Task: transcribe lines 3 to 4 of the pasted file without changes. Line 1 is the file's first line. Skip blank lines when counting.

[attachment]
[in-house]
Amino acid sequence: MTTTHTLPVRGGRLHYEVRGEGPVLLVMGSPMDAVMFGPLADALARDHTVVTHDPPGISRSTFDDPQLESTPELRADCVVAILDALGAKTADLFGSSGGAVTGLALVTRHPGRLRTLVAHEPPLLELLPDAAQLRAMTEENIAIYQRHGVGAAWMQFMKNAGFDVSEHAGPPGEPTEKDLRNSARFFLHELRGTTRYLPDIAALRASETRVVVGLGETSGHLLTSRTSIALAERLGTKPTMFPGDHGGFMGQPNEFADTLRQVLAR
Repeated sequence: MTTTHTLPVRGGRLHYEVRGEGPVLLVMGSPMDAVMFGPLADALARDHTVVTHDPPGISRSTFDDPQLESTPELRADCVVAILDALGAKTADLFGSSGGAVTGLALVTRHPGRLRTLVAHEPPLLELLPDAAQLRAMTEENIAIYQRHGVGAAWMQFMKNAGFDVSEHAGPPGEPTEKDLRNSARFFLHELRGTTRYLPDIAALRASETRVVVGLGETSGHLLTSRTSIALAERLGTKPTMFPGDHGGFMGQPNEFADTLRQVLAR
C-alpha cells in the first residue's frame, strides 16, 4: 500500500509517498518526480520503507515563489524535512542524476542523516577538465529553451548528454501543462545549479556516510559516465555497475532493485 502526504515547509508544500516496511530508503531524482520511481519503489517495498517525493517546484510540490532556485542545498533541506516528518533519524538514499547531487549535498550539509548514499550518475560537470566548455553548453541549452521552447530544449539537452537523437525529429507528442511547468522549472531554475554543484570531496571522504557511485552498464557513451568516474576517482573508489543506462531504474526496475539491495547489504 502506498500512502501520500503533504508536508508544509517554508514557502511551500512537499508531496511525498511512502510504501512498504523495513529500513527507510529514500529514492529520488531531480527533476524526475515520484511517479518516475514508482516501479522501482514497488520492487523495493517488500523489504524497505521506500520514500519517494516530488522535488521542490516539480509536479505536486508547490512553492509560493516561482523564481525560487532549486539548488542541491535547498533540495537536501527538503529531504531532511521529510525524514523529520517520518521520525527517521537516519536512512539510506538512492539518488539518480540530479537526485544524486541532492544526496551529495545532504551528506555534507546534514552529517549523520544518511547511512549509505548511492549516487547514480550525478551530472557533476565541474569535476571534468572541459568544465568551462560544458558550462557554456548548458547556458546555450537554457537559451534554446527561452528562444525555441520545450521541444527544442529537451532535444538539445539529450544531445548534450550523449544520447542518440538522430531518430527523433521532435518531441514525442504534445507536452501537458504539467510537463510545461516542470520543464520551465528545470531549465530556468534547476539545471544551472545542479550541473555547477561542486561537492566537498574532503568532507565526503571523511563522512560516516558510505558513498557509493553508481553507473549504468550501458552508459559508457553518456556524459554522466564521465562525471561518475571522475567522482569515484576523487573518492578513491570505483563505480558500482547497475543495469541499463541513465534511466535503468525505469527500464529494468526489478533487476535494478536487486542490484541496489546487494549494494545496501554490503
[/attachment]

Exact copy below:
Repeated sequence: MTTTHTLPVRGGRLHYEVRGEGPVLLVMGSPMDAVMFGPLADALARDHTVVTHDPPGISRSTFDDPQLESTPELRADCVVAILDALGAKTADLFGSSGGAVTGLALVTRHPGRLRTLVAHEPPLLELLPDAAQLRAMTEENIAIYQRHGVGAAWMQFMKNAGFDVSEHAGPPGEPTEKDLRNSARFFLHELRGTTRYLPDIAALRASETRVVVGLGETSGHLLTSRTSIALAERLGTKPTMFPGDHGGFMGQPNEFADTLRQVLAR
C-alpha cells in the first residue's frame, strides 16, 4: 500500500509517498518526480520503507515563489524535512542524476542523516577538465529553451548528454501543462545549479556516510559516465555497475532493485 502526504515547509508544500516496511530508503531524482520511481519503489517495498517525493517546484510540490532556485542545498533541506516528518533519524538514499547531487549535498550539509548514499550518475560537470566548455553548453541549452521552447530544449539537452537523437525529429507528442511547468522549472531554475554543484570531496571522504557511485552498464557513451568516474576517482573508489543506462531504474526496475539491495547489504 502506498500512502501520500503533504508536508508544509517554508514557502511551500512537499508531496511525498511512502510504501512498504523495513529500513527507510529514500529514492529520488531531480527533476524526475515520484511517479518516475514508482516501479522501482514497488520492487523495493517488500523489504524497505521506500520514500519517494516530488522535488521542490516539480509536479505536486508547490512553492509560493516561482523564481525560487532549486539548488542541491535547498533540495537536501527538503529531504531532511521529510525524514523529520517520518521520525527517521537516519536512512539510506538512492539518488539518480540530479537526485544524486541532492544526496551529495545532504551528506555534507546534514552529517549523520544518511547511512549509505548511492549516487547514480550525478551530472557533476565541474569535476571534468572541459568544465568551462560544458558550462557554456548548458547556458546555450537554457537559451534554446527561452528562444525555441520545450521541444527544442529537451532535444538539445539529450544531445548534450550523449544520447542518440538522430531518430527523433521532435518531441514525442504534445507536452501537458504539467510537463510545461516542470520543464520551465528545470531549465530556468534547476539545471544551472545542479550541473555547477561542486561537492566537498574532503568532507565526503571523511563522512560516516558510505558513498557509493553508481553507473549504468550501458552508459559508457553518456556524459554522466564521465562525471561518475571522475567522482569515484576523487573518492578513491570505483563505480558500482547497475543495469541499463541513465534511466535503468525505469527500464529494468526489478533487476535494478536487486542490484541496489546487494549494494545496501554490503